Technology, Innovation, Impact. Humor on the side.
Seated comfortably and looking out the window on my flight from Boston to San Francisco, I’m trying to relax but my mind keeps wandering back to school. It’s been the most brutal week in business school thus far: 3 midterms down, 1 persuasive speech (where they film you, eeek!), on top of typical problem sets and case write-ups. I should probably be thinking of Trader Joe’s and how best to quantify their competitive advantage for my strategy midterm case due on Monday; but, instead I’m thinking about how business school has already started to turn me into a very different person.
I came into business school with a few concrete goals–mostly around filling specific knowledge/skills gaps I’d identified in myself over the years, networking, traveling international as much as possible, and finally getting to experience things I’d put off for far too long. But, the longer that I’m here – the more I’m realizing what these two years really are: a self-incubation period you gift yourself.
I think there’s this misconception that business school is a constant party where you network and drink like crazy, where classes are just “fluffy”. Perhaps it’s like that other schools, but I certainly don’t feel like that’s the case here at MIT Sloan. Don’t get me wrong – there’s daily socializing and networking here too (MIT really isn’t the nerd-fest that Hollywood portrays it to be!). But, there’s also an insane amount of learning that occurs both inside and outside the classroom – if you open yourself to it.
Just this past Tuesday in Communications For Leaders, my class got into a heated debate on how (as the CEO of an American firm) we’d handle gender/race discrimination of our team by our Japanese counterparts. All of a sudden, preconceived notions got challenged. One classmate proposed that we put the Japanese client’s interests and preferences first and boot the woman and African American team members from the account. At first, I was dumfounded by what I perceived to be an insanely demeaning proposition. But, as he explained that in his culture – women were not even allowed to be in meetings, I began to understand the cultural difference and where he was coming from. And, it dawned on me that what I was saying was probably as dumfounding to him as his proposition was to me. Things which had previously been so black and white for me—having been raised in the America where such discrimination is not tolerated and in many cases illegal—suddenly became gray. What is right? What is wrong? Does it all boil down to our subjective interpretations based on the culture and society we’ve been raised in?
On Thursday, Microsoft’s CEO Satya Nadella made a comment at the Grace Hopper Celebration For Women In Computing (GHC) regarding how women shouldn’t ask for raises and instead trust in good karma. As a woman in tech who has previously attended GHC and a staunch gender equality activist, such a comment would have made me nuts ordinarily. But instead, I replayed his comment several times over and tried to dig deeper than media reports. Instead of being quick to judge, I asked myself – what was the man trying to say, because there’s no way this man became the CEO of a highly regarded Fortune 500 company with such misogynistic opinions? I began to think of his Southeast Asian culture, his understanding of karma, and how that translates to what was said. And, as I caught myself doing this – I realized that even in these short few weeks, I had truly experienced personal growth.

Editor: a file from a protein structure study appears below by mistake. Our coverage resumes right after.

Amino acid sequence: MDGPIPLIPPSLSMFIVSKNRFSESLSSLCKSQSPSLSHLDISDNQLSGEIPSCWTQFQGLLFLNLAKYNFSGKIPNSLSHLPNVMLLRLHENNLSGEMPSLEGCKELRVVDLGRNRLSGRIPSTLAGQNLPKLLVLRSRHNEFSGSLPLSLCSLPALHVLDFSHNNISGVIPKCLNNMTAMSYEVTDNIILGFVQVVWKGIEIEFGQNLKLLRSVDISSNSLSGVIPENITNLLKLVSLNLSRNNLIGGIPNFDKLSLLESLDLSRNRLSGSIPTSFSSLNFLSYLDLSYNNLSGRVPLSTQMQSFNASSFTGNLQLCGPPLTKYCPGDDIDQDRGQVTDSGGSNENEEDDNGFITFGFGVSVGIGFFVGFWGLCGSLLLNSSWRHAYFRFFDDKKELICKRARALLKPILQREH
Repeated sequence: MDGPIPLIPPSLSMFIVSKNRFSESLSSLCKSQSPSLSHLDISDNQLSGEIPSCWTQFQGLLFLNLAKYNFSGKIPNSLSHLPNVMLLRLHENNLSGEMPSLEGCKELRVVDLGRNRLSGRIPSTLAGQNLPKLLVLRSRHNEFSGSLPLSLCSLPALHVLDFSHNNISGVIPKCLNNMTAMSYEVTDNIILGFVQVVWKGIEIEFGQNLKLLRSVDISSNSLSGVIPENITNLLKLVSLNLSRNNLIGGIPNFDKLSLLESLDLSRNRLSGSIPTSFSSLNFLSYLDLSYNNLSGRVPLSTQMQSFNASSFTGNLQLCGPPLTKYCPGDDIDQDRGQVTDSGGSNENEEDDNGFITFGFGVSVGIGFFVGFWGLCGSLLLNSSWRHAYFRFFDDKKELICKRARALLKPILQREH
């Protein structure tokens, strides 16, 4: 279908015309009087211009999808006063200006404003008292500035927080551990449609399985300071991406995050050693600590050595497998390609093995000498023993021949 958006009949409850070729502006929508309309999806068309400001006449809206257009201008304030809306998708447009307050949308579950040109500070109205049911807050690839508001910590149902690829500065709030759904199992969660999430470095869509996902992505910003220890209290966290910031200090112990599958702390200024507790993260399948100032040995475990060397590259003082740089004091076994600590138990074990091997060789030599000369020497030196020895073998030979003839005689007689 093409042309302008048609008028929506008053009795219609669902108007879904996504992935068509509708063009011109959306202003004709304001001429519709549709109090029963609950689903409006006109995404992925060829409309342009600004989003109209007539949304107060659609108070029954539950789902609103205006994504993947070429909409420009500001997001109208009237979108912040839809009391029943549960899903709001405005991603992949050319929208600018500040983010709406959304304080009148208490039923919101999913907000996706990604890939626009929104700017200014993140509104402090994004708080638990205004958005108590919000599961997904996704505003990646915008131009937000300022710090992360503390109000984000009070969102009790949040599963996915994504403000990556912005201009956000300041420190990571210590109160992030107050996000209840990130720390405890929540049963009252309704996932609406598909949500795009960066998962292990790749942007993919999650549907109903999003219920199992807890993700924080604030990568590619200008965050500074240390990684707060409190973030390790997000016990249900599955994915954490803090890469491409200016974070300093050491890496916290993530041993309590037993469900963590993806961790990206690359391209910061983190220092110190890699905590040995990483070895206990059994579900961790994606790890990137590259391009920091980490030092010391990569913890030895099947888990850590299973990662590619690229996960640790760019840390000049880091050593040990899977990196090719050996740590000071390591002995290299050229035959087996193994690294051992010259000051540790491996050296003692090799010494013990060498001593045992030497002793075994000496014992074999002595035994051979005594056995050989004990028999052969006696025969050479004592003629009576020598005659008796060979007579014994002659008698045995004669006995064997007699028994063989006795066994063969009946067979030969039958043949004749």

Even this flight is serving as a confirmation of the growth and change I’m beginning to see in myself. In my former life in management consulting, I would fly almost weekly, and flight delays and missed connections quickly became the bane of my existence. However, this time when I encountered flight problems – my immediate reaction was not annoyance but curiosity to the operational side of the airline industry. I wondered what decisions were made in order for me to still be making it across the country just an hour late. Why? Because we’ve covered a LOT of airline industry cases already. In Data, Models & Decision Making (DMD) – the second week of school we weeded through heaps of data, drew out decision trees, and proposed the best course of action to minimize costs and maximize customer good-will after a malfunctioning part grounds a plane. In Financial Accounting, we discussed the implications of differing useful life of planes and depreciation rates used by Delta and Singapore Airlines. I think this is one of the best things about getting an MBA, especially at a place like MIT Sloan: unlike my engineering undergraduate degree, I’m seeing my classroom education directly translate to real-world application.
If you really open yourself up to the experience, and if you give your BSchool peers and professors the permission to push you outside of your comfort zone, you’ll one day catch yourself morphing into a better version of yourself.
Note: This post originally appeared in the MIT Sloan Student Blog, on October 13, 2014.